Enabling Multi-Processor (Parallel) Builds in Visual Studio
Building larger solutions in Visual Studio can be tediously slow. Part of the reason is that the compiler does not make use of multiple CPU cores well. This article shows you how to change that.
Enabling Parallel Builds
Enabling parallel (aka multi-processor, aka multi-core) builds is easy: just add the compiler switch
/MP (multi-processor compilation):
/MP is incompatible with several other options and language features. These are discussed in Microsoft’s documentation of the /MP switch. Here is what affected us with uberAgent.
If you use the
#import preprocessor directive with
/MP you will get the following compiler error:
Error C2813: #import is not supported with /MP
The easiest way to work around that is to specify
/MP1 as an additional command-line option for the source file with the
#import (yes, for individual files only).
Enable Minimal Rebuild (/Gm)
This is listed as deprecated anyway, so just switch it off.
Build Time Improvements
I did not run any lengthy tests, but here is a quick comparison of a rebuild of our uberAgent project (with multiple dependent projects) with parallel builds off and on:
- Parallel builds off (default setting): 74 s
- Parallel builds on: 44 s
The simple changes to the configuration explained above reduced the build time by 41%.
Minimum Visual Studio Version
We are using Visual Studio 2019. That is what I tested with. Obviously, I cannot give any guarantees for older versions, but from what I read this should apply to any version of Visual Studio going as far back as 2008.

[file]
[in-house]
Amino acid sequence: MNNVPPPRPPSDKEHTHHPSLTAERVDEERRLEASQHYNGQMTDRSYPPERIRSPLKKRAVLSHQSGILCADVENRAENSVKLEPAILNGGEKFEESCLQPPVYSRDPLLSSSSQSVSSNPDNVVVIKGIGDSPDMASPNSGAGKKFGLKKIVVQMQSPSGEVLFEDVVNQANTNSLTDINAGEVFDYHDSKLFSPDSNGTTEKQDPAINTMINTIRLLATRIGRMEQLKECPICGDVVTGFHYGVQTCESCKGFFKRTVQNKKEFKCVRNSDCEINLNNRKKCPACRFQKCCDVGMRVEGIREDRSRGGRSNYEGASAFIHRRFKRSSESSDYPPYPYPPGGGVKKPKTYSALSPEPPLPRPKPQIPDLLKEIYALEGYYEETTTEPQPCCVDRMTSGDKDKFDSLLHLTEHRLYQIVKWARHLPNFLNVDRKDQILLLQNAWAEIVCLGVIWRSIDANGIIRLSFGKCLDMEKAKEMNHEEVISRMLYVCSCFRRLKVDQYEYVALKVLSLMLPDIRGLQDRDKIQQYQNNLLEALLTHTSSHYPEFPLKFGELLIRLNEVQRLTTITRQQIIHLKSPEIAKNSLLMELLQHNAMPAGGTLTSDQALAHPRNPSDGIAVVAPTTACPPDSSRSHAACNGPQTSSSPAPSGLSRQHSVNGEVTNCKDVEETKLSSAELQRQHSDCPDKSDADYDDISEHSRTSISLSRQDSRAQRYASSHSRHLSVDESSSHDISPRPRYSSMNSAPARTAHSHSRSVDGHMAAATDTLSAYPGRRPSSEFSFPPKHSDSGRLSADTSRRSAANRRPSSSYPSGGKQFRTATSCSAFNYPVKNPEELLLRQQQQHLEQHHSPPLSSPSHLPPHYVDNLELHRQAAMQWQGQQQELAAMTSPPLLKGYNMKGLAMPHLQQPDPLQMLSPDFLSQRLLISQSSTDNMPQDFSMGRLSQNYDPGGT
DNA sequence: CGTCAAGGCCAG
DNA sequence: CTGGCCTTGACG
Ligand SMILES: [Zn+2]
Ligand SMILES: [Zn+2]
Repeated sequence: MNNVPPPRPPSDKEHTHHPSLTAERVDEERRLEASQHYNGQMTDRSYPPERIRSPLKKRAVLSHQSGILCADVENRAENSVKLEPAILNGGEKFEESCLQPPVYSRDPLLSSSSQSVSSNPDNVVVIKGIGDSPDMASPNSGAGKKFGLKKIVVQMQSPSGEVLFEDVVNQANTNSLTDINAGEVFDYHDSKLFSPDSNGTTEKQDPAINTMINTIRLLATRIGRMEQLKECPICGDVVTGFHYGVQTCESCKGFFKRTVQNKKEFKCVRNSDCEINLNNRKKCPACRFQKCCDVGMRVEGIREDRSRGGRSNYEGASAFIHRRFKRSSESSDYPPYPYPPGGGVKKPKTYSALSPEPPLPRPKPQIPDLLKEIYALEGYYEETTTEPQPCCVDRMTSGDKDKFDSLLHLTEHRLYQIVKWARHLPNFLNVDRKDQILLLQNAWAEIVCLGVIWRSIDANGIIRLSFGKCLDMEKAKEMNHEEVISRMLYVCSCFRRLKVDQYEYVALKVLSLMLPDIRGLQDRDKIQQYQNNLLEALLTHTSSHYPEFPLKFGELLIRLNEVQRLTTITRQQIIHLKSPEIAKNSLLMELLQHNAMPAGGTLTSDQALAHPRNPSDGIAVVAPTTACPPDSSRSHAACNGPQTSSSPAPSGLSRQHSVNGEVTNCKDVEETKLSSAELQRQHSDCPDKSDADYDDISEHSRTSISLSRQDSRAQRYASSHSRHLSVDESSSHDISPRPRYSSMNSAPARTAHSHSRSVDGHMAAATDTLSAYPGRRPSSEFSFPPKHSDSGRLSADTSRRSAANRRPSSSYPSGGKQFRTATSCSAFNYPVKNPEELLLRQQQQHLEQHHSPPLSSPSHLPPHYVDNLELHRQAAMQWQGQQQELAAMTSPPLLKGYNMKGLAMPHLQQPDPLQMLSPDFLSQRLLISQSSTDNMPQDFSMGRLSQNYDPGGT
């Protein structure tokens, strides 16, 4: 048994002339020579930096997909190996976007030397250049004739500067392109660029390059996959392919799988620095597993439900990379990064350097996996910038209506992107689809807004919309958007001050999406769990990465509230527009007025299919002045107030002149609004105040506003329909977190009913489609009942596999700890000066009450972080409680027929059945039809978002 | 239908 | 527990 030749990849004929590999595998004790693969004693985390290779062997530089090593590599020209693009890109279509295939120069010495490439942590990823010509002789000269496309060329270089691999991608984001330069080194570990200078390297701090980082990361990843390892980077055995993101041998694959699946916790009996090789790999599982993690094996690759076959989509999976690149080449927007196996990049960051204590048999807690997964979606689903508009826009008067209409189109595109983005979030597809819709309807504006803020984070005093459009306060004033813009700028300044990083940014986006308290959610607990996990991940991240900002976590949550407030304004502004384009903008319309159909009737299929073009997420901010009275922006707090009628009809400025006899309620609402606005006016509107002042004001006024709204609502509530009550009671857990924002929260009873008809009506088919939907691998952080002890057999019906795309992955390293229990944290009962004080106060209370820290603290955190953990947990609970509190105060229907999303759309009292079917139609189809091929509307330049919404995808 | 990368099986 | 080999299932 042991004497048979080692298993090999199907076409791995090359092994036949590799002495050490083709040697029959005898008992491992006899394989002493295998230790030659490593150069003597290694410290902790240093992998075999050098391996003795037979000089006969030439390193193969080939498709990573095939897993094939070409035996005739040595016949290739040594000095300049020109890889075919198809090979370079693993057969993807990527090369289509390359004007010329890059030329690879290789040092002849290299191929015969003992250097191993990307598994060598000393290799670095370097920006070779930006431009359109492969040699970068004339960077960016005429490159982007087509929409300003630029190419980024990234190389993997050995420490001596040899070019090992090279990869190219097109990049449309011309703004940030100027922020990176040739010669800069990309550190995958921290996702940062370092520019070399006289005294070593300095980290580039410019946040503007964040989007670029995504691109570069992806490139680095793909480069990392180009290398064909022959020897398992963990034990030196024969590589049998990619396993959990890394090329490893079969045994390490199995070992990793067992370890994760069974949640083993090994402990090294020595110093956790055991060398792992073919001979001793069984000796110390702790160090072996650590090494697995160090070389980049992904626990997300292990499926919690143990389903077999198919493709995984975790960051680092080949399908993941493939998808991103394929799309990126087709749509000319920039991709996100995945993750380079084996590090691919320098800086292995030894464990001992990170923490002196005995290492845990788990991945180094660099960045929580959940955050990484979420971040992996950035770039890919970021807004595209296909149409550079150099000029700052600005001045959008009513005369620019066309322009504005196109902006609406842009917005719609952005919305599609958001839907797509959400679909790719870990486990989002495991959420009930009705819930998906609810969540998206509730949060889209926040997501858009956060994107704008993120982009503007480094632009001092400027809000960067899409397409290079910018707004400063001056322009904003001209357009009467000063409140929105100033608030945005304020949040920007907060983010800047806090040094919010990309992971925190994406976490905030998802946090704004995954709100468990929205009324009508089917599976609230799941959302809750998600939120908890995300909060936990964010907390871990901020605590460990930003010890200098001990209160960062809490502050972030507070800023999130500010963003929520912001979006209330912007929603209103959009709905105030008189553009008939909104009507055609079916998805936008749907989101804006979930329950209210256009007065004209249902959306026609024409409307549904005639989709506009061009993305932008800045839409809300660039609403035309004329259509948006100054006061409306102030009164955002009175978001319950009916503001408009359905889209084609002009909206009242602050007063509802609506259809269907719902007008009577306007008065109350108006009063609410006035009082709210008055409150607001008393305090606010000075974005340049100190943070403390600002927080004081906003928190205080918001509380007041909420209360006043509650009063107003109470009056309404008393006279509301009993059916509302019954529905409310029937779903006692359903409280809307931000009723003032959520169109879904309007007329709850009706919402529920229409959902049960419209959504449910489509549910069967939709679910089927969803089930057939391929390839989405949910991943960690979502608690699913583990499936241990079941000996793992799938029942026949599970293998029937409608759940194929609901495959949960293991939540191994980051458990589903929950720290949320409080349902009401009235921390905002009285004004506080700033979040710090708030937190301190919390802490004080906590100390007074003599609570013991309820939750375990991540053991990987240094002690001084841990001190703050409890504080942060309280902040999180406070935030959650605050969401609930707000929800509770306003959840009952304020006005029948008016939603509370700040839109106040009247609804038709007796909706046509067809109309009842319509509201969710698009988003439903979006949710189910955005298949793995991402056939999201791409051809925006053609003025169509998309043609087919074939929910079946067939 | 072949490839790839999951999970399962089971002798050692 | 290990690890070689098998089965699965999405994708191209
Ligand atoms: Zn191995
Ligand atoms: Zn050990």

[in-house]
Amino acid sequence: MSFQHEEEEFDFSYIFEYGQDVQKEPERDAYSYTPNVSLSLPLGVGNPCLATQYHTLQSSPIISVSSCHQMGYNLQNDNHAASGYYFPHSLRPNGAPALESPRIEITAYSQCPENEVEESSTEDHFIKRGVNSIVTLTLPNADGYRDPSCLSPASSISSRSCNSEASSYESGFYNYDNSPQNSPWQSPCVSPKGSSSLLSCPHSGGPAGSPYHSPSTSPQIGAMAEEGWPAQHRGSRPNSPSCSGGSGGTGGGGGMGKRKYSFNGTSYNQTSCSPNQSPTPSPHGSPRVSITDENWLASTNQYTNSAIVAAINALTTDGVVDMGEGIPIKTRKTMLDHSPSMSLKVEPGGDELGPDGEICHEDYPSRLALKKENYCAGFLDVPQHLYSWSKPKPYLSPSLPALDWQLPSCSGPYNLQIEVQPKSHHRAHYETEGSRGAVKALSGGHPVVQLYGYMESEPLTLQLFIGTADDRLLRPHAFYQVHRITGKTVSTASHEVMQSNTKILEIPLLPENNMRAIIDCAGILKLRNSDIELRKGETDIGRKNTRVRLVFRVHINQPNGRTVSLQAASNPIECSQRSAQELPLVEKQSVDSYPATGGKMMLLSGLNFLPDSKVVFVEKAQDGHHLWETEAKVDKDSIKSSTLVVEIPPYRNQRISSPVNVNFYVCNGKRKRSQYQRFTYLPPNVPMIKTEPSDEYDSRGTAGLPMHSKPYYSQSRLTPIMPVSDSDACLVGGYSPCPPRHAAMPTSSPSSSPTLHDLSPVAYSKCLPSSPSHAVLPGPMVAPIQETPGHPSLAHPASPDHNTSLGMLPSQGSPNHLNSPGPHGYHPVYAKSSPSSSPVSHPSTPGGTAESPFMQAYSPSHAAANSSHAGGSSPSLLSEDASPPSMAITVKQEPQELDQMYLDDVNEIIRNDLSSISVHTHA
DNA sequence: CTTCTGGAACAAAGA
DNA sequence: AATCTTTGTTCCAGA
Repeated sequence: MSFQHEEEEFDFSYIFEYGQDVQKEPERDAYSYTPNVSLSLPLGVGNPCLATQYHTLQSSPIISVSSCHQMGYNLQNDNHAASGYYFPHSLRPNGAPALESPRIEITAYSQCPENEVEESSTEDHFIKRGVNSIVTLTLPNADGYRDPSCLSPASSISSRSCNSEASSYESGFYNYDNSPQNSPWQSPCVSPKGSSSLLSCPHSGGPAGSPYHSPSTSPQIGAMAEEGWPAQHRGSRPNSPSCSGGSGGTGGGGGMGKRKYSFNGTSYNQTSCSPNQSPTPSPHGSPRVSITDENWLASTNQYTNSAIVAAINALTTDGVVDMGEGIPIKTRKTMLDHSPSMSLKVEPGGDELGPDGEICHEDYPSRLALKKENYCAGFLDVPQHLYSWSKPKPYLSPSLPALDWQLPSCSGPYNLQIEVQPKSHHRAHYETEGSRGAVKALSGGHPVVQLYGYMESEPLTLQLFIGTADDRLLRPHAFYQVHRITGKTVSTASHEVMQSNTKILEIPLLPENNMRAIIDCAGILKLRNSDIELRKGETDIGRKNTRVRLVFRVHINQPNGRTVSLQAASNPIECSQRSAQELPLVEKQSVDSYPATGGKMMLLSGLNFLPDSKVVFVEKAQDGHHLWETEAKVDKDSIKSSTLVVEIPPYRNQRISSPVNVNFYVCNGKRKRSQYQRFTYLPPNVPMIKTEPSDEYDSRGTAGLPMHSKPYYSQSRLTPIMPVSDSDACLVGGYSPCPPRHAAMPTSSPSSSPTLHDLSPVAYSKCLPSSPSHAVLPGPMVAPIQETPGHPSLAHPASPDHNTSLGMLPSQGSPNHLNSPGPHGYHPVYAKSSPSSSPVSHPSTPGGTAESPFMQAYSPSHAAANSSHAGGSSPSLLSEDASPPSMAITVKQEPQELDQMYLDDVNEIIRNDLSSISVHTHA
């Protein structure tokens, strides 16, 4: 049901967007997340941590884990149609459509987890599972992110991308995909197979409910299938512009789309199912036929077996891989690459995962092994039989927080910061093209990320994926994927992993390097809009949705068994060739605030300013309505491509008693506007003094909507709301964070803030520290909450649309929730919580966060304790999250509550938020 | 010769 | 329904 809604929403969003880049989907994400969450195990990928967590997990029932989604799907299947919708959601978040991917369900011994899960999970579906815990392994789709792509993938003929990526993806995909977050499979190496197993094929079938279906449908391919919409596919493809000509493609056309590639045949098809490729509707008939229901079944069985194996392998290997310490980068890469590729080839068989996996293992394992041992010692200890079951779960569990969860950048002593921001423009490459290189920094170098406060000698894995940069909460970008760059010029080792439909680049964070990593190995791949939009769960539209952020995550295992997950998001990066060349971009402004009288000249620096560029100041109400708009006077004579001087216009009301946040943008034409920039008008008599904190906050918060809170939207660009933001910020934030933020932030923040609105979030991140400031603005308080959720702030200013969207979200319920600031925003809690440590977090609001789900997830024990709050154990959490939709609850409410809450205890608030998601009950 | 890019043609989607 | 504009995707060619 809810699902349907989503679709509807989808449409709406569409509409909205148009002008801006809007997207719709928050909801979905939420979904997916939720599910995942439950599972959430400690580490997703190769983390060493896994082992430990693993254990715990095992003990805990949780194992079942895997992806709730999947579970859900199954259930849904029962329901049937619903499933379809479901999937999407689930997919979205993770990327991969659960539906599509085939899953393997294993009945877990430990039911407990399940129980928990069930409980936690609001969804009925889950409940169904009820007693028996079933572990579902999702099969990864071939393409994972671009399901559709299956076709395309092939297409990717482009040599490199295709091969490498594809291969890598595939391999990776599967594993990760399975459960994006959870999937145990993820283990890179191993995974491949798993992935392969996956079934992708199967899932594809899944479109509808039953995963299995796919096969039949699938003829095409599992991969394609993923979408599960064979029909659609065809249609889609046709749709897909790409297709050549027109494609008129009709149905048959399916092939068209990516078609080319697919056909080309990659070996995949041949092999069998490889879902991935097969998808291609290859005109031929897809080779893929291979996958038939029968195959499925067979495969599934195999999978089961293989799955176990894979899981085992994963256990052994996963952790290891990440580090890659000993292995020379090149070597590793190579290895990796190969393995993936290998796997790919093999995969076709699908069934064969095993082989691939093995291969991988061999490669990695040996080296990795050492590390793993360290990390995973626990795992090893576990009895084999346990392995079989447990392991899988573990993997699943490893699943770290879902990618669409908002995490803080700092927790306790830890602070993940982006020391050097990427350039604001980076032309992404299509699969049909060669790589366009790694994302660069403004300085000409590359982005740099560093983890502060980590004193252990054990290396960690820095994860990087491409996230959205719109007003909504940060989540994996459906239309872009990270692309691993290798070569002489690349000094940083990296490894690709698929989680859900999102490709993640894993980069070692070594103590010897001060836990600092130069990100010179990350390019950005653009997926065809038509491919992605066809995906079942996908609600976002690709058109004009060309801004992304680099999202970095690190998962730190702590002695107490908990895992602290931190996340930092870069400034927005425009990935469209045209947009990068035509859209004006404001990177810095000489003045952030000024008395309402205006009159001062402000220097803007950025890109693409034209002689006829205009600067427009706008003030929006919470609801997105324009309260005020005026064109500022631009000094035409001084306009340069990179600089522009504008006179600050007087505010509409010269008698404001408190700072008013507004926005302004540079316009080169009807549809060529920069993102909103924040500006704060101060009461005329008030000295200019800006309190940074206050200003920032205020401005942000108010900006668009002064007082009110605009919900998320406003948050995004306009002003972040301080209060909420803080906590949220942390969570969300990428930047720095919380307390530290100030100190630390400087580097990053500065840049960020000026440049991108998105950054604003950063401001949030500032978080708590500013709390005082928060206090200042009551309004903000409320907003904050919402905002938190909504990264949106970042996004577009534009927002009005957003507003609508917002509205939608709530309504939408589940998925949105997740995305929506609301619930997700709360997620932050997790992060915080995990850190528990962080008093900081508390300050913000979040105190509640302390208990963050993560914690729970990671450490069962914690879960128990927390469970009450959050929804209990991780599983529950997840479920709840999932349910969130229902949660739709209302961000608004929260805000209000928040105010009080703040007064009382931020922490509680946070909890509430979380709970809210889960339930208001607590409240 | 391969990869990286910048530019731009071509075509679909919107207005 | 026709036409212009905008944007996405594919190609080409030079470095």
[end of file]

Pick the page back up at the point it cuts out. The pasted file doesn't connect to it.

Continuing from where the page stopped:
- Microsoft C++ Team Blog: Recommendations to speed C++ builds in Visual Studio
- Microsoft Visual C++ documentation: /MP (Build with Multiple Processes)
- Bruce Dawson: Make VC++ Compiles Fast Through Parallel Compilation
- Stack Overflow answer to the question Strategies for multicore builds (/MP) that use #import
It’s surprising that this option isn’t set by default for newly generated solutions, given that it provides a win at almost no cost. Almost because there are two “pitfalls”, where the second might be the reason for not setting it by default.
The first is that only cpp files using the same compiler options can be processed in parallel (as is also mentioned in Bruce Dawsons post in the references). Usually that is true for most files except for the one creating the precompiled header, if you’re using it. But I actually encountered this problem in the wild so it’s worth checking.
The second thing to consider is how to combine this with the “maximum number of parallel product builds” when your solution file contains several projects to build. Since setting /MP for each project allows every single project to occupy all CPUs, building multiple projects in parallel becomes slower, since [number of projects]*cores process are started for compilation. This might also be the reason why /MP is not active by default.
If you want to toy with the “parallel product builds” option, you can find it under the menu Tools >> Options >> Project and Solutions >> Build and Run
Hi, I’m wondering if there is a way of applying the /MP1 compiler option to one or more specific source files only within the Visual Studio 2019 gui? There seems no (accessible) documentation available (that I can see!).